Max Cohn, D-20252, made a name for himself in the 1990s as an East Coast freefly talent when most of the evolution of the discipline was occurring in the West and in Florida. Without the benefit of extensive wind tunnel training, Cohn cracked the freefly code and became a top-notch competitor on several teams, including Generation Freefly, which originated many vertical formation skydiving moves. As an integral part of the head-down scene, Cohn participated in three head-down world records from 2003-2005. He was also a respected coach. Today, Cohn continues to jump and occasionally coaches, staying involved in the sport he loves.
Birthplace: Hackensack, New Jersey
Marital Status: Married to Alyona Subbotina
Occupation: Model management, packing parachutes, selling stuff online, licensed massage therapist and occasional freefly coach.
Education: Colgate University, B.A. in sociology
Pre-Jump Superstitions: I tie and re-tie my shoelaces several times on the ground and in the plane in fear they will come undone in freefall. They are always a little too loose or too tight; the perfect middle ground is elusive …
Life Philosophy: Color outside the lines, live outside the box
Jump Philosophy: Safety first
Team Name: Generation Freefly, Ranch EXTreme, Freefly Circus, 2001 U.S. Team, Team Romance
Sponsors: Formerly Advanced Aerospace Designs, Aerostore, Bonehead Composites, Cool & Groovy, Flexvision, Flite Suit, Florida Skydiving Center in Lake Wales, Go Fast Sports, Icarus Canopies, Larsen & Brusgaard, Mirage Systems, Performance Designs, Pier Media, Precision Aerodynamics, the Ranch PROshop, Rawa, Royal Lens, Sky Systems, Skydive America, Skydive the Ranch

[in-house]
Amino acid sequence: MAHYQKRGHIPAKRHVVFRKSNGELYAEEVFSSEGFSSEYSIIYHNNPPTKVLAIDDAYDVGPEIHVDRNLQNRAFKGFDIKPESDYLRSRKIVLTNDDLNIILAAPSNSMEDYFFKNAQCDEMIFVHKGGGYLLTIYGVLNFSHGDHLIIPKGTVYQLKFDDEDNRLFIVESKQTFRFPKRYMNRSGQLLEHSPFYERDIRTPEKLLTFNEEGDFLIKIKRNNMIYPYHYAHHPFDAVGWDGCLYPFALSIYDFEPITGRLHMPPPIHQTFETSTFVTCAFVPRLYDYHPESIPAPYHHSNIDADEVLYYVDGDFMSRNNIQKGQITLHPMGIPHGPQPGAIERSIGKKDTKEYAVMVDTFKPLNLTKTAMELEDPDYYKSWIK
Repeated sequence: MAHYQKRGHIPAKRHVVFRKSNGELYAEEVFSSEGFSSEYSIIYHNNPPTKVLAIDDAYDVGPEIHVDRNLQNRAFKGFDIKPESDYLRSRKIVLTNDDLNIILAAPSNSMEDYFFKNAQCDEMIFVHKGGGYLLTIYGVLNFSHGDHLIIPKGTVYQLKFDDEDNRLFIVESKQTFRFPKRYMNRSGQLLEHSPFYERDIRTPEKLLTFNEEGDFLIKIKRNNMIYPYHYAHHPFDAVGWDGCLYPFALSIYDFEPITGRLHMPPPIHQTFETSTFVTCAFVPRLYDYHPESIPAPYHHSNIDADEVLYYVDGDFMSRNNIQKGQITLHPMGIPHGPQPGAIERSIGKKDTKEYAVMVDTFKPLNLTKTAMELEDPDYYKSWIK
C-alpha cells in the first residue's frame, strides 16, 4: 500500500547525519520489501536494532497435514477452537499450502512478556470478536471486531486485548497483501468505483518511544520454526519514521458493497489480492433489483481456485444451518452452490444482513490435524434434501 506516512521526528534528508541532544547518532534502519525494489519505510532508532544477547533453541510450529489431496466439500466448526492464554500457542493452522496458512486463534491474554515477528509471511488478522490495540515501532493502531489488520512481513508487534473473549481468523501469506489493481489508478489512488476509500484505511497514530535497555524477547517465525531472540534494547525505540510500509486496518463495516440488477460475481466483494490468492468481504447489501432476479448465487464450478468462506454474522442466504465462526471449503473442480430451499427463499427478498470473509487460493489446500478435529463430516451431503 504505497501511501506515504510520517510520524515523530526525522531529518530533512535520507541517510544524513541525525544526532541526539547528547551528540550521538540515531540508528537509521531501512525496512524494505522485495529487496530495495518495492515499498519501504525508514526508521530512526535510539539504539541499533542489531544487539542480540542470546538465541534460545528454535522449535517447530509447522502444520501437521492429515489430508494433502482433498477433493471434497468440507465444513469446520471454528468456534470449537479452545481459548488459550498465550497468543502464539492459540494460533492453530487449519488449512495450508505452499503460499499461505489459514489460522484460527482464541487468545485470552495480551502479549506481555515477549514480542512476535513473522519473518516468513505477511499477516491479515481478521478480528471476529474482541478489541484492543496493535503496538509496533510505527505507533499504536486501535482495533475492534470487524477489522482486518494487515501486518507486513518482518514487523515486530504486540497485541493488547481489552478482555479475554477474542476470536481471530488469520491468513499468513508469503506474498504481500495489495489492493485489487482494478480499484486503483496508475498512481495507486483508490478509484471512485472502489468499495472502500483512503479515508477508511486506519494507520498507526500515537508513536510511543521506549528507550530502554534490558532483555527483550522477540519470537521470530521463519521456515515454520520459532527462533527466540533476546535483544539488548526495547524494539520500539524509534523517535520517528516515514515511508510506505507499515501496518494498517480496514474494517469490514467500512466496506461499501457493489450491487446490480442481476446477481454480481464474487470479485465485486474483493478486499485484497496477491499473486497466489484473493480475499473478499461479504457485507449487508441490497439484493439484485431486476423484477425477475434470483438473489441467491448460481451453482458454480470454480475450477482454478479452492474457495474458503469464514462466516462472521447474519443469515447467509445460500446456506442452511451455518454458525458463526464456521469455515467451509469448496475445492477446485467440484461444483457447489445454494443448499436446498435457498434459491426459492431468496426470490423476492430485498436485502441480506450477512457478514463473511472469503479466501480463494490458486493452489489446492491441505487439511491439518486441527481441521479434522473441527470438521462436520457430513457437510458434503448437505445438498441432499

Container: United Parachute Technologies Micron
Main Canopy: Performance Designs Katana 107
Reserve Canopy: Performance Designs Optimum 126
AAD: Advanced Aerospace Designs Vigil
Home Drop Zone: Skydive the Ranch in Gardiner, New York
First Jumps: Tandem, August 1995; AFF, May 1996
Licenses and Certificates: A-25069 and D-20252, Federal Aviation Administration Senior Rigger
Medals and Records: A few medals at the Space Games (1998-2001). A few unofficial head-down records, including the first 10-way round (1999) and three-point 10-way (2000) and 12-way (2000). Fédération Aéronautique Internationale World Records for Largest Head-Down Formation Skydive: 24-way in 2003, 42-way in 2004, 53-way in 2005.
Total Number of Jumps: 11,000-plus
FS: A handful, with the first 20-way round in Puerto Rico in 2001 being the only one worth mentioning
Demos: A handful
Tunnel: Maybe 30 hours (mostly between 1999 and 2001 before they were high speed) plus team training in 2009
Largest Completed Formation: 53-way FAI World Record for Largest Head-Down Formation Skydive
Total Number of Cutaways: Five or Six
Most people don’t know this about me:
I’ve been diagnosed with Bipolar II since 2007. Please take care of your mental health and be there for others when they need to talk.
What do you like most about the sport?
The counterculture and lifestyle compared to the non-skydiving world.
What do you like least about the sport?
Losing a bunch of friends in skydiving accidents.
Who has been your skydiving mentor?
What safety item do you think is most often neglected?